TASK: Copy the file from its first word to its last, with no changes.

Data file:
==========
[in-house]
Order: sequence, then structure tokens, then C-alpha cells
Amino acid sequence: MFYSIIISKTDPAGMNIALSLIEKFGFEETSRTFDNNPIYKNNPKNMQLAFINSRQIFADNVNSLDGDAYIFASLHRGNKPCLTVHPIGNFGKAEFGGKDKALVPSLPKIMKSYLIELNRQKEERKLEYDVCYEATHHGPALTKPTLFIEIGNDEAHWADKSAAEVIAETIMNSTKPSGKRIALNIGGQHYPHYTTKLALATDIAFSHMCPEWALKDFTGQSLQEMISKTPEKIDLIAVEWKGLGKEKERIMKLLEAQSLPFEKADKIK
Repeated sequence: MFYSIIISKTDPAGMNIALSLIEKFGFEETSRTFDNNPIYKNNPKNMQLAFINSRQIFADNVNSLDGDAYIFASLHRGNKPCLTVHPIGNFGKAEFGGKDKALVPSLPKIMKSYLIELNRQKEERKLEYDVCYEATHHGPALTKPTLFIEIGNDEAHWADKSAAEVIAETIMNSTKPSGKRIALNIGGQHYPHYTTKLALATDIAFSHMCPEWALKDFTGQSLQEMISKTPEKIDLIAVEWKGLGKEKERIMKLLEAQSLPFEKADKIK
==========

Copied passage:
[in-house]
Order: sequence, then structure tokens, then C-alpha cells
Amino acid sequence: MFYSIIISKTDPAGMNIALSLIEKFGFEETSRTFDNNPIYKNNPKNMQLAFINSRQIFADNVNSLDGDAYIFASLHRGNKPCLTVHPIGNFGKAEFGGKDKALVPSLPKIMKSYLIELNRQKEERKLEYDVCYEATHHGPALTKPTLFIEIGNDEAHWADKSAAEVIAETIMNSTKPSGKRIALNIGGQHYPHYTTKLALATDIAFSHMCPEWALKDFTGQSLQEMISKTPEKIDLIAVEWKGLGKEKERIMKLLEAQSLPFEKADKIK
Repeated sequence: MFYSIIISKTDPAGMNIALSLIEKFGFEETSRTFDNNPIYKNNPKNMQLAFINSRQIFADNVNSLDGDAYIFASLHRGNKPCLTVHPIGNFGKAEFGGKDKALVPSLPKIMKSYLIELNRQKEERKLEYDVCYEATHHGPALTKPTLFIEIGNDEAHWADKSAAEVIAETIMNSTKPSGKRIALNIGGQHYPHYTTKLALATDIAFSHMCPEWALKDFTGQSLQEMISKTPEKIDLIAVEWKGLGKEKERIMKLLEAQSLPFEKADKIK